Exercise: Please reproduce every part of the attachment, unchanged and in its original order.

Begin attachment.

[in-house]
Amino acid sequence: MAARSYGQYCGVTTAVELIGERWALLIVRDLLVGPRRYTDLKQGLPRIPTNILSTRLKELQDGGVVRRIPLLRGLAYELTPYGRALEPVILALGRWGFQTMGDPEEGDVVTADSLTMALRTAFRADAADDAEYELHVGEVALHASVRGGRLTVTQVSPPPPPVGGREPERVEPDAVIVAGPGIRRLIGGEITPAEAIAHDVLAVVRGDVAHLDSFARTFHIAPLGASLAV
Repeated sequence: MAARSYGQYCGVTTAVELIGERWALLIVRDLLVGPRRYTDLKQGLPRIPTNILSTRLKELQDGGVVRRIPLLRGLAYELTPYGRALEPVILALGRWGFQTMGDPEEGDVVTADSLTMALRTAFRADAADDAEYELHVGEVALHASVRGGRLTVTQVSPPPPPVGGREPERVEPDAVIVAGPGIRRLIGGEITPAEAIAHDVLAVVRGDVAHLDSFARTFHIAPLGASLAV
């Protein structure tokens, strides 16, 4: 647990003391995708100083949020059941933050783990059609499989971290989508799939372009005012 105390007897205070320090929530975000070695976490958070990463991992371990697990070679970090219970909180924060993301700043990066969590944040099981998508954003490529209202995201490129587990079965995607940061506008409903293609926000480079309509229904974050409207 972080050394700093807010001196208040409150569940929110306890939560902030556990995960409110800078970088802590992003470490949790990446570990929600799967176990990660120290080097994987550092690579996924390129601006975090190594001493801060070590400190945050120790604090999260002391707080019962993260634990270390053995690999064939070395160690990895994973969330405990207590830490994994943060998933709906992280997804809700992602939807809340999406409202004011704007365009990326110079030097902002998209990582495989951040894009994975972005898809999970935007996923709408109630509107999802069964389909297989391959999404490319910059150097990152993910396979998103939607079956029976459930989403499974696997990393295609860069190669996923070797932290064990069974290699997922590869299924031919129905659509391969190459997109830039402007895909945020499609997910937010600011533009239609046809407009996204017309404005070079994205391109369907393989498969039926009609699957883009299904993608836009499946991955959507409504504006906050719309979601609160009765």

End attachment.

[in-house]
Amino acid sequence: MAARSYGQYCGVTTAVELIGERWALLIVRDLLVGPRRYTDLKQGLPRIPTNILSTRLKELQDGGVVRRIPLLRGLAYELTPYGRALEPVILALGRWGFQTMGDPEEGDVVTADSLTMALRTAFRADAADDAEYELHVGEVALHASVRGGRLTVTQVSPPPPPVGGREPERVEPDAVIVAGPGIRRLIGGEITPAEAIAHDVLAVVRGDVAHLDSFARTFHIAPLGASLAV
Repeated sequence: MAARSYGQYCGVTTAVELIGERWALLIVRDLLVGPRRYTDLKQGLPRIPTNILSTRLKELQDGGVVRRIPLLRGLAYELTPYGRALEPVILALGRWGFQTMGDPEEGDVVTADSLTMALRTAFRADAADDAEYELHVGEVALHASVRGGRLTVTQVSPPPPPVGGREPERVEPDAVIVAGPGIRRLIGGEITPAEAIAHDVLAVVRGDVAHLDSFARTFHIAPLGASLAV
């Protein structure tokens, strides 16, 4: 647990003391995708100083949020059941933050783990059609499989971290989508799939372009005012 105390007897205070320090929530975000070695976490958070990463991992371990697990070679970090219970909180924060993301700043990066969590944040099981998508954003490529209202995201490129587990079965995607940061506008409903293609926000480079309509229904974050409207 972080050394700093807010001196208040409150569940929110306890939560902030556990995960409110800078970088802590992003470490949790990446570990929600799967176990990660120290080097994987550092690579996924390129601006975090190594001493801060070590400190945050120790604090999260002391707080019962993260634990270390053995690999064939070395160690990895994973969330405990207590830490994994943060998933709906992280997804809700992602939807809340999406409202004011704007365009990326110079030097902002998209990582495989951040894009994975972005898809999970935007996923709408109630509107999802069964389909297989391959999404490319910059150097990152993910396979998103939607079956029976459930989403499974696997990393295609860069190669996923070797932290064990069974290699997922590869299924031919129905659509391969190459997109830039402007895909945020499609997910937010600011533009239609046809407009996204017309404005070079994205391109369907393989498969039926009609699957883009299904993608836009499946991955959507409504504006906050719309979601609160009765």